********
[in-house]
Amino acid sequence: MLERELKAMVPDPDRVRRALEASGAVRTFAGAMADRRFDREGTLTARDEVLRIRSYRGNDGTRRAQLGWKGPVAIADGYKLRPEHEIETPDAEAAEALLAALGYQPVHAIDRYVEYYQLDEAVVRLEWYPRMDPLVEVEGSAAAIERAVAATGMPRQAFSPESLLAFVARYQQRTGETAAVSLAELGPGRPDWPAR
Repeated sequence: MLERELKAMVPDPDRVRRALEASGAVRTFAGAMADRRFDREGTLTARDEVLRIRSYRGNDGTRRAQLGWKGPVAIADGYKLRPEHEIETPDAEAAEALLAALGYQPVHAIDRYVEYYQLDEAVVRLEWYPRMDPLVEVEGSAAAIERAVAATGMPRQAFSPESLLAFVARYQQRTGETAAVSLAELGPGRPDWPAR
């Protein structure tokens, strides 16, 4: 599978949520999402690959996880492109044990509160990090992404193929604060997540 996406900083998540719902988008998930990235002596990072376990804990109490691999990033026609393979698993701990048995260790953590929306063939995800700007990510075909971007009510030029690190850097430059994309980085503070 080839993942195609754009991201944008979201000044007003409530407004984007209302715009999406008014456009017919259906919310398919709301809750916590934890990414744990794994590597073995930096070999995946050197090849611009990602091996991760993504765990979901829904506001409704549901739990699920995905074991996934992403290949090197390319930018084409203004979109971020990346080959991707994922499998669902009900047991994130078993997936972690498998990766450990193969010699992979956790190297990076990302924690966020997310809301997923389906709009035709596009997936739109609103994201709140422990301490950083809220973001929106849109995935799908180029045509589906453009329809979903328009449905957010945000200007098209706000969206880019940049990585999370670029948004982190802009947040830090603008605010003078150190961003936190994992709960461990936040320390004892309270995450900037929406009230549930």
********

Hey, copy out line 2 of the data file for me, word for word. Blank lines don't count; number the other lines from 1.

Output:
Amino acid sequence: MLERELKAMVPDPDRVRRALEASGAVRTFAGAMADRRFDREGTLTARDEVLRIRSYRGNDGTRRAQLGWKGPVAIADGYKLRPEHEIETPDAEAAEALLAALGYQPVHAIDRYVEYYQLDEAVVRLEWYPRMDPLVEVEGSAAAIERAVAATGMPRQAFSPESLLAFVARYQQRTGETAAVSLAELGPGRPDWPAR